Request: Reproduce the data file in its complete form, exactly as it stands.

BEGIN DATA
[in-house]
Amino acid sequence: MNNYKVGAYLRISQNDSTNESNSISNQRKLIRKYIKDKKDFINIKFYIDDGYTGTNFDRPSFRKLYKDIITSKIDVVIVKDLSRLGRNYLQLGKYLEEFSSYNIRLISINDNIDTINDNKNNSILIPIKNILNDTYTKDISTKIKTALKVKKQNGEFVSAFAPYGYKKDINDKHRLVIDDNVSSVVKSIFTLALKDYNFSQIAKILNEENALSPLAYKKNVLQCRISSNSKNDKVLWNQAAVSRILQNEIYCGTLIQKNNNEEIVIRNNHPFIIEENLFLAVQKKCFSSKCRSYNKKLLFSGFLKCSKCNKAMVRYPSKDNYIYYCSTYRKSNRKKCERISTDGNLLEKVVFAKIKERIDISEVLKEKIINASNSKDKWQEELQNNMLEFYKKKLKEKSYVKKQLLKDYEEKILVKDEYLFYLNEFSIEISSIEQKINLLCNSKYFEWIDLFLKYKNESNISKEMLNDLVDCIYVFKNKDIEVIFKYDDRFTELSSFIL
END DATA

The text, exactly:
[in-house]
Amino acid sequence: MNNYKVGAYLRISQNDSTNESNSISNQRKLIRKYIKDKKDFINIKFYIDDGYTGTNFDRPSFRKLYKDIITSKIDVVIVKDLSRLGRNYLQLGKYLEEFSSYNIRLISINDNIDTINDNKNNSILIPIKNILNDTYTKDISTKIKTALKVKKQNGEFVSAFAPYGYKKDINDKHRLVIDDNVSSVVKSIFTLALKDYNFSQIAKILNEENALSPLAYKKNVLQCRISSNSKNDKVLWNQAAVSRILQNEIYCGTLIQKNNNEEIVIRNNHPFIIEENLFLAVQKKCFSSKCRSYNKKLLFSGFLKCSKCNKAMVRYPSKDNYIYYCSTYRKSNRKKCERISTDGNLLEKVVFAKIKERIDISEVLKEKIINASNSKDKWQEELQNNMLEFYKKKLKEKSYVKKQLLKDYEEKILVKDEYLFYLNEFSIEISSIEQKINLLCNSKYFEWIDLFLKYKNESNISKEMLNDLVDCIYVFKNKDIEVIFKYDDRFTELSSFIL